3. 3. v. Intralesional injection of corticosteroids vi. Incision and drainage vii. Treatment of ingrown toenails i. Physical i. Principles of ultraviolet light therapy j. Use of photographs to document progress k. Use of scales/indexes to grade disease severity Medical Knowledge Residents must demonstrate knowledge about established and evolving biomedical, clinical, and cognate sciences and the application of this knowledge to patient care. Residents are expected to demonstrate an investigatory and analytical thinking approach to clinical situations. In addition they should know and apply the following: A. Basic components of dermatology 1. Normal anatomy, development and physiology 2. Risk factors a. Congenital b. Acquired c. Aging 3. Prevention a. Patient education b. Compliance 4. Diagnostic guidelines a. Arrangement, distribution, type and pattern of lesions b. Type of lesion: primary/ secondary; macular/papular/ vesicular/nodular; tumor c. Specific lesion sites d. Seasonal variation/onset 5. Therapeutic considerations 6. Systemic evaluation (if indicated) B. Common dermatologic problems 1. Skin problems a. Papulosquamous disease 1. Seborrhea and dandruff 2. Psoriasis 3. Pityriasis rosea 4. Miliaria (prickly heat) 5. Lichen planus b. Vesiculobullous diseases 1. Impetigo 2. Herpes simplex 3. Herpes zoster 4. Varicella 5. Pemphigoid
  4. 4. 6. Pemphigus 7. Dyshidrosis 8. Erythema multiforme 9. Dermatitis herpetiformis 10. Epidermal necrolysis 11. Epidermolysis bullosa c. Dermatitis 1. Contact 2. Atopic 3. Generalized exfoliative 4. Nummular 5. Stasis 6. Diaper rash d. Macular eruptions 1. Viral exanthems 2. Drug reactions e. Urticarial eruptions 1. Urticaria 2. Dermographism f. Nodules 1. Erythema nodosum 2. Dermatofibroma 3. Granuloma annulare 4. Sarcoid 5. Cysts g. Other pruritic conditions 1. Generalized a. Scabies b. Dry skin (asteatosis) c. Secondary systemic disease 2. Localized a. Lichen simplex chronicus (localized neurodermatitis) b. Pruritus ani c. Pediculosis (lice) d. Chigger and other insect bites h. Cutaneous infections 1. Bacterial a. Impetigo b. Erysipelas c. Lymphangitis d. Cellulitis e. Boil (e.g., furuncle, pustule, folliculitis, abscess, carbuncle, ecthyma) f. Erythrasma 2. Mycobacterial
  5. 5. a. Atypical mycobacteria 3. Fungal a. Superficial fungal infections b. Deep fungal infections 4. Viral a. Herpes simplex b. Herpes zoster c. Warts d. Molluscum contagiosum 5. Rickettsial a. Lyme disease b. Rocky Mountain spotted fever i. Complexion and cosmetic problems 1. Acne vulgaris 2. Acne rosacea 3. Oily skin 4. Enlarged pores 5. Milia 6. Vascular lesions 7. Wrinkles 8. Keloid 9. Hyperhidrosis j. Cutaneous injuries 1. Burns a. Thermal b. Chemical c. Sunburn 2. Blister 3. Abrasion 4. Laceration 5. Bruise a. Trauma b. Spontaneous purpura 6. Bites and stings k. Pigment disorders 1. Hyperpigmentation 2. Hypopigmentation a. Pityriasis alba b. Vitiligo 3. Tinea versicolor l. New growths 1. Benign a. Inflammatory lesions i. Acne cyst ii. Boil iii. Hidradenitis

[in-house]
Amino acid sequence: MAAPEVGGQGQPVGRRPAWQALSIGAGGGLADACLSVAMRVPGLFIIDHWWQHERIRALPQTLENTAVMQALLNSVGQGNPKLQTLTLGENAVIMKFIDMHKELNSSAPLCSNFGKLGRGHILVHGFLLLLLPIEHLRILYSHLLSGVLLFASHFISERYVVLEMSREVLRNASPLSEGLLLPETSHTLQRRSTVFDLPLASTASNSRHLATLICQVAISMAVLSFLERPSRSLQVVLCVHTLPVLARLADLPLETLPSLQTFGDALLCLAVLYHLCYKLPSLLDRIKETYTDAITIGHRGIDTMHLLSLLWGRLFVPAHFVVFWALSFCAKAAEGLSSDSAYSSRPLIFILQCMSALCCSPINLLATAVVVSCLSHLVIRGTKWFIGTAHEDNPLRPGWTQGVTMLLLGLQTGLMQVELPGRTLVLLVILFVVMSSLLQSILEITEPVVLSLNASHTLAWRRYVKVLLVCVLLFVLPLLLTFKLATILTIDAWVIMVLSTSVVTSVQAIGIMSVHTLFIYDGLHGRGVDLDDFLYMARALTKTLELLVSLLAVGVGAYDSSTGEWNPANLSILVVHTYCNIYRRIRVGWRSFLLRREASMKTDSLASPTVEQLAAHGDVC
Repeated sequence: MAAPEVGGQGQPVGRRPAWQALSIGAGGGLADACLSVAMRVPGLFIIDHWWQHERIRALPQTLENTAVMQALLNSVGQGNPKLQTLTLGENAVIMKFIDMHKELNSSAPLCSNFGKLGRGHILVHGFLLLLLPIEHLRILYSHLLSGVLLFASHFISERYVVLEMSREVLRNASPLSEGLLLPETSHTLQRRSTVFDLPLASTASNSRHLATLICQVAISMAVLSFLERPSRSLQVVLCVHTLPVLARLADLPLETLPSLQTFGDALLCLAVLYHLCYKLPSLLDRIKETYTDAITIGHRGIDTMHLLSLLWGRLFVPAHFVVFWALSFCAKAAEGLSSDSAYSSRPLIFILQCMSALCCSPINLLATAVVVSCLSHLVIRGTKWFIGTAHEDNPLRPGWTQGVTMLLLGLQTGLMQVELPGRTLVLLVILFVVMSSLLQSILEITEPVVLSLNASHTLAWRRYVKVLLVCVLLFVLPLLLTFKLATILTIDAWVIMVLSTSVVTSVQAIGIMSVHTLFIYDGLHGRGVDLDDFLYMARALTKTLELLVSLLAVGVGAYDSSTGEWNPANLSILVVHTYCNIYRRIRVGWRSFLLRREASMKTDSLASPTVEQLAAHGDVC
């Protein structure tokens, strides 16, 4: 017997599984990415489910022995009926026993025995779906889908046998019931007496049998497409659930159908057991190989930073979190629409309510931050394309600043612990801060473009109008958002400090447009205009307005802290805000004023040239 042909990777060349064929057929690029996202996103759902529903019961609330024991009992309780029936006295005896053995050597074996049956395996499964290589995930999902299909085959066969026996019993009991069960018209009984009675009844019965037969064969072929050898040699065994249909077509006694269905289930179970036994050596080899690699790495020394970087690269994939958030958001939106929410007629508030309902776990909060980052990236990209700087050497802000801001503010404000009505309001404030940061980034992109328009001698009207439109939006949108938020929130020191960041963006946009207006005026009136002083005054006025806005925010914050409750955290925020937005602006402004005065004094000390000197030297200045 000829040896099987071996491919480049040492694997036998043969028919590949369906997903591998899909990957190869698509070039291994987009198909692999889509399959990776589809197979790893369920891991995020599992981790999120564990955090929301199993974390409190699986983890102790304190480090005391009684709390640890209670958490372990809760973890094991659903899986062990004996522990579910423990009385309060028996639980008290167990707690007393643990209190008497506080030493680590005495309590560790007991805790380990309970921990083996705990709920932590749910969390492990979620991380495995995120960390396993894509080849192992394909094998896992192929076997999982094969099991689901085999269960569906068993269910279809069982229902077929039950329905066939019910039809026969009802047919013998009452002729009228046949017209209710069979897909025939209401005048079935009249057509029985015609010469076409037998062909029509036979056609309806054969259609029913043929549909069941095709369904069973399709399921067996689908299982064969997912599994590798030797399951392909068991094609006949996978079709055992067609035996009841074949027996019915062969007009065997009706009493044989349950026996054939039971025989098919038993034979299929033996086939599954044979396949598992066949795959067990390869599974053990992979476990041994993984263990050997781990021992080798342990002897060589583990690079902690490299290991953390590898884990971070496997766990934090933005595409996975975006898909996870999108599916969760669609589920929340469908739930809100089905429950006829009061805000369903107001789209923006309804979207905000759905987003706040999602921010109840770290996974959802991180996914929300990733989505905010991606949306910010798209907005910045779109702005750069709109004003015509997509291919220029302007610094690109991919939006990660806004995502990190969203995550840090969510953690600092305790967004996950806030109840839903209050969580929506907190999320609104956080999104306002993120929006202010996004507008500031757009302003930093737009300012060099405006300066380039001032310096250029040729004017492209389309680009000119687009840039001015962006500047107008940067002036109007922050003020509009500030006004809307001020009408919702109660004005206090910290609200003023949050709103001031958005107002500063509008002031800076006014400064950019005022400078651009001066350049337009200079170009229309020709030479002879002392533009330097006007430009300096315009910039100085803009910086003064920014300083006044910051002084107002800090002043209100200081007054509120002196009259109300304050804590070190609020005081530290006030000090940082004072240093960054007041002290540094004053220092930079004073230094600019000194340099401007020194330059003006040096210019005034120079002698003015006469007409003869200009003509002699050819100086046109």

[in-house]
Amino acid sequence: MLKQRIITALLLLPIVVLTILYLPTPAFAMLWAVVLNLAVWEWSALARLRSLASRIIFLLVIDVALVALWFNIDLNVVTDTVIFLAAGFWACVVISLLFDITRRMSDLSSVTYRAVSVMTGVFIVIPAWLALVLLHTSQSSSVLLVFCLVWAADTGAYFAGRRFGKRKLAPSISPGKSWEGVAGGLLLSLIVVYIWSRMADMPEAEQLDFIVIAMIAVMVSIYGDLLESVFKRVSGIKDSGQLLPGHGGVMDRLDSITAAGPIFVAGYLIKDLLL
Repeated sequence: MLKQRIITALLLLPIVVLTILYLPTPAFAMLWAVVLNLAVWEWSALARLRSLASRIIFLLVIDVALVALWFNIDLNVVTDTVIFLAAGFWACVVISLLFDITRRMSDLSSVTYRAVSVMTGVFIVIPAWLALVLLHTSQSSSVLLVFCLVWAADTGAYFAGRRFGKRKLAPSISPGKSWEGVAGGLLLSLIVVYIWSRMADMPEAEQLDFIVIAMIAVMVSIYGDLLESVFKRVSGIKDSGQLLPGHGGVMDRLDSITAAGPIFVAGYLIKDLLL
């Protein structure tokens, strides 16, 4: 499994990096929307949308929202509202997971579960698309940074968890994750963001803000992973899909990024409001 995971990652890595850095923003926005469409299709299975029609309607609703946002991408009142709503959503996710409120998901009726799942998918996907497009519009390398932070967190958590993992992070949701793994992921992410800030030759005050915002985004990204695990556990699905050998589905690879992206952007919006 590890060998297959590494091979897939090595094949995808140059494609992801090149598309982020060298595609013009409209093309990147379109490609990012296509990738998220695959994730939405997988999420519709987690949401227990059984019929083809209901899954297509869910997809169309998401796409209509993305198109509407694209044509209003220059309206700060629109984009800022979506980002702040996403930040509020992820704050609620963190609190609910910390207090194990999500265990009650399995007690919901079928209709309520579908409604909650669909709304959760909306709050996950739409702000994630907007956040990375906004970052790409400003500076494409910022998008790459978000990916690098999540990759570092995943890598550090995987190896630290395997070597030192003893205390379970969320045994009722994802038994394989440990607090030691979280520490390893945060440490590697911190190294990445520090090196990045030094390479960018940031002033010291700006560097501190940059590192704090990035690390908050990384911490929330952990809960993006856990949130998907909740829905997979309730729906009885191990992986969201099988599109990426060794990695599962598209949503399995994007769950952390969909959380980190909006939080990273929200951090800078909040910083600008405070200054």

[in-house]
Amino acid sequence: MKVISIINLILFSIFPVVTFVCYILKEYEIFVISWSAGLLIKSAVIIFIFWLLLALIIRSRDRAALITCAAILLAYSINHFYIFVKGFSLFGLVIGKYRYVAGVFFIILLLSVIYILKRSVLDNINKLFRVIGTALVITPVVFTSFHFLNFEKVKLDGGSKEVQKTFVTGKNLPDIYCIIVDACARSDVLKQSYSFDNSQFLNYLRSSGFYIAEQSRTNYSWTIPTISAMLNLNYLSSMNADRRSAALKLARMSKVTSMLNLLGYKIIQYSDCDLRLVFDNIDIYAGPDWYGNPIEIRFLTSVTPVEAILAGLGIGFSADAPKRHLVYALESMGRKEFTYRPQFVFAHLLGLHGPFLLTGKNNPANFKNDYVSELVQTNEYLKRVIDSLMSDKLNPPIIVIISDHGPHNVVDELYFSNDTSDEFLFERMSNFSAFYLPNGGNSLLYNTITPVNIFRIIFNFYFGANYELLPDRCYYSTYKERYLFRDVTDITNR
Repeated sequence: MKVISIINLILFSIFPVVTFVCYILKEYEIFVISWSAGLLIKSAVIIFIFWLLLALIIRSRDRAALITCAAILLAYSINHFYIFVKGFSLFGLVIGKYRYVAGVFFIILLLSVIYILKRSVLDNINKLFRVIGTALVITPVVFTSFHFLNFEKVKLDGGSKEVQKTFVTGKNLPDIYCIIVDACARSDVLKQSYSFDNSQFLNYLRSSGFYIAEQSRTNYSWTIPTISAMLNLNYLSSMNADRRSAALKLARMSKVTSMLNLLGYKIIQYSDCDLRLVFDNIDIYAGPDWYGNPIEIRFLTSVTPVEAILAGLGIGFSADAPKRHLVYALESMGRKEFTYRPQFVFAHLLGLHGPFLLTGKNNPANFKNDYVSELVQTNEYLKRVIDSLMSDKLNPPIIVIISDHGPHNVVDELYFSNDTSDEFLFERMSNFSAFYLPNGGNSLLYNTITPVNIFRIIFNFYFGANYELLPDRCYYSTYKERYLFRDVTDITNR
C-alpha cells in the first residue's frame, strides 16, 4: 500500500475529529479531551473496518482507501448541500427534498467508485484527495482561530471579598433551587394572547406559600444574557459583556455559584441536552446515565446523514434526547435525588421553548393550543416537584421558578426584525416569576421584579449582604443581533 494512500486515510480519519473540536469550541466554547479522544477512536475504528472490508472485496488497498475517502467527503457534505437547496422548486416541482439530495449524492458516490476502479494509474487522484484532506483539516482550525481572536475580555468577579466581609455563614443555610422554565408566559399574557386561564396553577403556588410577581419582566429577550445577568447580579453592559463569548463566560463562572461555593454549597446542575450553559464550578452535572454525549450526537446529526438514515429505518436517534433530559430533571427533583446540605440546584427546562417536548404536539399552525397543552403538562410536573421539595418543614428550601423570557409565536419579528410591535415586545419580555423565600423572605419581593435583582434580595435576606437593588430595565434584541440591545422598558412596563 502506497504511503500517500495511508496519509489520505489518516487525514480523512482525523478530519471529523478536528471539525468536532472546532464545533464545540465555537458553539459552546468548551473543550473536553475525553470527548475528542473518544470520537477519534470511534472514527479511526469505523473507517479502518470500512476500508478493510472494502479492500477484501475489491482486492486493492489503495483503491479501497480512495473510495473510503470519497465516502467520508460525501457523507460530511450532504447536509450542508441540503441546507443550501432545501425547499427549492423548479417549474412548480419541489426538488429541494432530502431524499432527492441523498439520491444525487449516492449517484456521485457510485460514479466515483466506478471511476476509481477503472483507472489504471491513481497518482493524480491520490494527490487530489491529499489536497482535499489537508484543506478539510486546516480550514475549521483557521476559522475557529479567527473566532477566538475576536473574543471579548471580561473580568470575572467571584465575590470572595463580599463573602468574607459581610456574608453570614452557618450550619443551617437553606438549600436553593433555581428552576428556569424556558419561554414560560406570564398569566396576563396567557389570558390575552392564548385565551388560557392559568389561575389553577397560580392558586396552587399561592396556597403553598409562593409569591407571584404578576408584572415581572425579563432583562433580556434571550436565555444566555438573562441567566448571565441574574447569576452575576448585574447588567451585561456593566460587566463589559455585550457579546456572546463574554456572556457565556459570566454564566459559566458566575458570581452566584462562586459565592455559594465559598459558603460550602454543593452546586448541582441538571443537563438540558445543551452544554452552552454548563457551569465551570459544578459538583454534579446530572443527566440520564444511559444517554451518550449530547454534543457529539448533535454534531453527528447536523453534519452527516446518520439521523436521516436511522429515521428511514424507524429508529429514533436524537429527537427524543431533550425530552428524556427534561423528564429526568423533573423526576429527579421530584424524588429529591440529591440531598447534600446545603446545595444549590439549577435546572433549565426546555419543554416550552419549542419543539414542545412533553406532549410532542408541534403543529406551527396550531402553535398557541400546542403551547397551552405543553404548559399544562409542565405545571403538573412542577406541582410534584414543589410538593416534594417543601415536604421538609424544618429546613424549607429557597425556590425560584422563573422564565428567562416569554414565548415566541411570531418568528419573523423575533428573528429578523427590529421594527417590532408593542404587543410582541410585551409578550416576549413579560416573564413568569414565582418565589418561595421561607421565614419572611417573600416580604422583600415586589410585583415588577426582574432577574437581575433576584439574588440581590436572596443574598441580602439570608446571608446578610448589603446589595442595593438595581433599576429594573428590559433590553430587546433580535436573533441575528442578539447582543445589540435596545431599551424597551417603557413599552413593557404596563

6. 6. iv. Pyogenic granuloma b. Hyperplasia i. Verruca (common, plantar, anogenital, flat) ii. Molluscum contagiosum iii. Corn and callus iv. Epidermal cyst v. Skin tag (acrochordon) vi. Xanthelasma c. Neoplasia i. Seborrheic keratosis ii. Mole, nevus (intradermal, junctional) iii. Compound, halo, blue, congenital) iv. Lipoma v. Dermatofibroma vi. Keloid vii. Hemangioma viii. Neurofibroma ix. Other, such as fibroma, leiomyoma 2. Premalignant a. Squamous cell carcinoma in situ (Bowen's disease) b. Actinic keratosis c. Disseminated superficial actinic porokeratosis d. Leukoplakia e. Keratoacanthoma f. Erythroplakia g. Premelanoma i. Lentigo maligna ii. Giant congenital nevus iii. Dysplastic nevus syndrome h. Radiation effects 3. Malignant a. Basal cell carcinoma b. Squamous cell carcinoma c. Melanoma i. Major clinical categories ii. Prognostic and therapeutic guidelines d. Paget's disease e. Cutaneous lymphoma f. Kaposi's sarcoma g. Metastases to the skin m. Cutaneous manifestations of systemic disease, including human immunodeficiency virus infection and syphilis n. Occupational skin disease 1. Hair problems a. Fungal infection b. Nonscarring alopecia
  7. 7. i. Androgenetic (male pattern) ii. Alopecia areata/ totalis/universalis iii. Telogen effluvium iv. Traction alopecia and trichotillomania v. Endocrine effects vi. Discoid lupus erythematosus vii. Lichen planopilaris c. Ingrown hair (pseudofolliculitis) d. Hypertrichosis i. Localized ii. Virilizing causes of hirsutism e. Texture alterations (hair dystrophy) 2. Nail problems a. Trauma b. Disturbances associated with other dermatoses c. Disturbances associated with systemic illness d. Texture alteration e. Fungal infection f. Periungual and subungual conditions i. Ingrown nail ii. Paronychia iii. Hematoma g. Colored nails h. New growths i. Benign i. Inflammatory ii. Neoplasia j. Malignant 1. Melanoma 2. Squamous cell carcinoma 2. Mucous membrane lesions 3. Oral lesions a. Thrush b. Mouth ulcers c. Sicca d. Oral hairy leukoplakia e. Geographic tongue f. Black hairy tongue g. Leukoplakia h. Cheilitis i. Lichen planus Practice-based Learning and Improvement